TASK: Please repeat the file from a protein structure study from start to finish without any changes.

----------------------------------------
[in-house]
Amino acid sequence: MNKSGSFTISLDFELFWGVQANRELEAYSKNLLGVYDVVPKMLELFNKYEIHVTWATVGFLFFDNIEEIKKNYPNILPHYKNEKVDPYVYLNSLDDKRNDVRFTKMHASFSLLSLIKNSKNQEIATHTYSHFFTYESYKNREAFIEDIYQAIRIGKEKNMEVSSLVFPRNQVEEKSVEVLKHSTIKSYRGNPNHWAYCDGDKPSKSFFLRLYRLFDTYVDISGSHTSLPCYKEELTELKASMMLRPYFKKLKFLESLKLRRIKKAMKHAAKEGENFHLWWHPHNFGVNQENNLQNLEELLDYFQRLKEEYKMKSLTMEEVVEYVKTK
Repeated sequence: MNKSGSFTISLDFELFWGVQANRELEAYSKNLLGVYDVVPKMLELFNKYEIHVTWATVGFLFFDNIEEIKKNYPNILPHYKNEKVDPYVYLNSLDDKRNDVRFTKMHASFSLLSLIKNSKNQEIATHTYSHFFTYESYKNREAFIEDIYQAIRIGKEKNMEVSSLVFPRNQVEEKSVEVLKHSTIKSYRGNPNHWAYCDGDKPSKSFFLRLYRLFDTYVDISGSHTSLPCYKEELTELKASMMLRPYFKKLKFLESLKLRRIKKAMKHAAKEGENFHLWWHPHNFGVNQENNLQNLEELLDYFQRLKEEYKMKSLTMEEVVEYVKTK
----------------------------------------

[in-house]
Amino acid sequence: MNKSGSFTISLDFELFWGVQANRELEAYSKNLLGVYDVVPKMLELFNKYEIHVTWATVGFLFFDNIEEIKKNYPNILPHYKNEKVDPYVYLNSLDDKRNDVRFTKMHASFSLLSLIKNSKNQEIATHTYSHFFTYESYKNREAFIEDIYQAIRIGKEKNMEVSSLVFPRNQVEEKSVEVLKHSTIKSYRGNPNHWAYCDGDKPSKSFFLRLYRLFDTYVDISGSHTSLPCYKEELTELKASMMLRPYFKKLKFLESLKLRRIKKAMKHAAKEGENFHLWWHPHNFGVNQENNLQNLEELLDYFQRLKEEYKMKSLTMEEVVEYVKTK
Repeated sequence: MNKSGSFTISLDFELFWGVQANRELEAYSKNLLGVYDVVPKMLELFNKYEIHVTWATVGFLFFDNIEEIKKNYPNILPHYKNEKVDPYVYLNSLDDKRNDVRFTKMHASFSLLSLIKNSKNQEIATHTYSHFFTYESYKNREAFIEDIYQAIRIGKEKNMEVSSLVFPRNQVEEKSVEVLKHSTIKSYRGNPNHWAYCDGDKPSKSFFLRLYRLFDTYVDISGSHTSLPCYKEELTELKASMMLRPYFKKLKFLESLKLRRIKKAMKHAAKEGENFHLWWHPHNFGVNQENNLQNLEELLDYFQRLKEEYKMKSLTMEEVVEYVKTK